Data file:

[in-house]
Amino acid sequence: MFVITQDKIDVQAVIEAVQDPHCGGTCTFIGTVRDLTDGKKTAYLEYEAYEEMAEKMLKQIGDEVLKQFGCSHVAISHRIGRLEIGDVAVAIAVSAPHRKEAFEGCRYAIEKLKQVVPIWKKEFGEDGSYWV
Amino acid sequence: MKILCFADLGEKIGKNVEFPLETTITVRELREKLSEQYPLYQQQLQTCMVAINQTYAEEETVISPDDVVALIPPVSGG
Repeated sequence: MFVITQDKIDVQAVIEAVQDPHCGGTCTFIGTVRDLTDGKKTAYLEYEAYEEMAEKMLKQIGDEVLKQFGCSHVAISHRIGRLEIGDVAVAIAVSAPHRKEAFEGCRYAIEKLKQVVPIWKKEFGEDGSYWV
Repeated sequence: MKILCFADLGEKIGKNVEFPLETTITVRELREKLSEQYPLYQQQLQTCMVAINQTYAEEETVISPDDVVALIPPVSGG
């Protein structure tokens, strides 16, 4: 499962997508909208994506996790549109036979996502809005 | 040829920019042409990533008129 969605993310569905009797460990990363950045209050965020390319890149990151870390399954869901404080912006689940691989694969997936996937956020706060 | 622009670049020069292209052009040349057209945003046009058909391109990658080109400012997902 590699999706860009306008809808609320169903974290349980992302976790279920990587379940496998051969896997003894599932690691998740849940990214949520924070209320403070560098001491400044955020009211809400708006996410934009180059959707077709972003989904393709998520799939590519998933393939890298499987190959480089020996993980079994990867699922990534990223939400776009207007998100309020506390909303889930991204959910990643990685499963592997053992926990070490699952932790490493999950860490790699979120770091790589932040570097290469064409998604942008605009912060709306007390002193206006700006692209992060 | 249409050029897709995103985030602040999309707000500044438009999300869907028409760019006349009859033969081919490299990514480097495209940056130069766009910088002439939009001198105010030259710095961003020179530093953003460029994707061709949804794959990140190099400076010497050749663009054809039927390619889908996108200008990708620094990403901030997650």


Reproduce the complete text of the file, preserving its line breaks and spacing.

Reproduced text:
[in-house]
Amino acid sequence: MFVITQDKIDVQAVIEAVQDPHCGGTCTFIGTVRDLTDGKKTAYLEYEAYEEMAEKMLKQIGDEVLKQFGCSHVAISHRIGRLEIGDVAVAIAVSAPHRKEAFEGCRYAIEKLKQVVPIWKKEFGEDGSYWV
Amino acid sequence: MKILCFADLGEKIGKNVEFPLETTITVRELREKLSEQYPLYQQQLQTCMVAINQTYAEEETVISPDDVVALIPPVSGG
Repeated sequence: MFVITQDKIDVQAVIEAVQDPHCGGTCTFIGTVRDLTDGKKTAYLEYEAYEEMAEKMLKQIGDEVLKQFGCSHVAISHRIGRLEIGDVAVAIAVSAPHRKEAFEGCRYAIEKLKQVVPIWKKEFGEDGSYWV
Repeated sequence: MKILCFADLGEKIGKNVEFPLETTITVRELREKLSEQYPLYQQQLQTCMVAINQTYAEEETVISPDDVVALIPPVSGG
């Protein structure tokens, strides 16, 4: 499962997508909208994506996790549109036979996502809005 | 040829920019042409990533008129 969605993310569905009797460990990363950045209050965020390319890149990151870390399954869901404080912006689940691989694969997936996937956020706060 | 622009670049020069292209052009040349057209945003046009058909391109990658080109400012997902 590699999706860009306008809808609320169903974290349980992302976790279920990587379940496998051969896997003894599932690691998740849940990214949520924070209320403070560098001491400044955020009211809400708006996410934009180059959707077709972003989904393709998520799939590519998933393939890298499987190959480089020996993980079994990867699922990534990223939400776009207007998100309020506390909303889930991204959910990643990685499963592997053992926990070490699952932790490493999950860490790699979120770091790589932040570097290469064409998604942008605009912060709306007390002193206006700006692209992060 | 249409050029897709995103985030602040999309707000500044438009999300869907028409760019006349009859033969081919490299990514480097495209940056130069766009910088002439939009001198105010030259710095961003020179530093953003460029994707061709949804794959990140190099400076010497050749663009054809039927390619889908996108200008990708620094990403901030997650």